Hmm... well, I don't know the particulars about the straw bedding you've got there but I can tell you the experience here on our farm and what I know about composting horse manure, having done it for the past 10 years or so. We also compost rabbit, chicken and goat manures here.
Horse manure definitely needs to be composted. A horse's digestive system is pretty simple and weed seeds can survive it, though I honestly don't see a lot of weeds germinating in our horse and donkey manure.
The manure itself has a good carbon to nitrogen ratio and composts well on its own. Left to its own, it breaks down really well without much other than keeping it moist.
Bedding will generally increase the carbon part of the equation and require additional nitrogen source. We sometimes add grasses, chicken manure (which is really "hot", meaning it's got a high nitrogen content and definitely needs to be composted) and kitchen scraps to it to boost the nitrogen. Anytime I've got manures mixed with bedding - wood shavings, sawdust or straw, I always ensure that I add a lot of nitrogen to help things move along more quickly.
You can do the lazy composting method - no turning, relying on more anaerobic composting and it'll take longer for both the manure by itself and the manure/bedding to break down or you can engage in what I call my "farm workout" by turning the pile to introduce oxygen into the pile and it'll be aerobic and typically break down faster - that's been my experience. Keeping it moist and turning it often - weekly or a couple times a month might be fine - will speed things up in both cases.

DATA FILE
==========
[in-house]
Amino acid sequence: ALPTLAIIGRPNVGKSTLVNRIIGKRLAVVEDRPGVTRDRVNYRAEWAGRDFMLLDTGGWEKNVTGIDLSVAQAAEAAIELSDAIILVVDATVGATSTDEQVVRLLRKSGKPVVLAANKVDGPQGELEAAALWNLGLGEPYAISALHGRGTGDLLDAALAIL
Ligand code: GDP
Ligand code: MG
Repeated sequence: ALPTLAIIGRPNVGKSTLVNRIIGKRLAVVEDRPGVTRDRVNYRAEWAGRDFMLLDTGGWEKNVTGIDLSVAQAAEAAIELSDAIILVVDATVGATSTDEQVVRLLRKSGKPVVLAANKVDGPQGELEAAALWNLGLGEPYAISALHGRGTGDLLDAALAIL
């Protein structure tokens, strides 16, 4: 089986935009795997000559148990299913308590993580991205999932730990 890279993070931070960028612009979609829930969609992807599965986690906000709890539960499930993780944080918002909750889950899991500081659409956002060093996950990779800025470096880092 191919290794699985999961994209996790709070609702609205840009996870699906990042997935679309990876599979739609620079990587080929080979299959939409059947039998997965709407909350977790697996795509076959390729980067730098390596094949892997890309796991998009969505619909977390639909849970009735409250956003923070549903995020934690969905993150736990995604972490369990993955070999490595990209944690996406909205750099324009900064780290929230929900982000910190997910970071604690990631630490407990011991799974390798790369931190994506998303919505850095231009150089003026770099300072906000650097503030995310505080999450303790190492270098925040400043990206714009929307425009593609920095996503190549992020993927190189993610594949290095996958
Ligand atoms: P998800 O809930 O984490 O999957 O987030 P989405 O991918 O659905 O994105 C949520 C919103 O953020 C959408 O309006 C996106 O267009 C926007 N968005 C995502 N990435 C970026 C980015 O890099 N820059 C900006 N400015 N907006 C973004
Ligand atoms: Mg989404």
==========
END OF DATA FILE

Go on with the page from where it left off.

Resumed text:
Moisture helps to encourage the decomposition process. If it dries out, it takes longer, particularly with the bedding.
I don't think my local source of straw uses fungicides and it breaks down reasonably fast.
I try to get my compost bins and piles to contain at least a cubic yard of material as that tends to encourage things to heat up more quickly but it isn't always possible. I'd shoot for something in that quantity (or more!) and see how that bedding breaks down. You might be surprised to see that it does so quickly.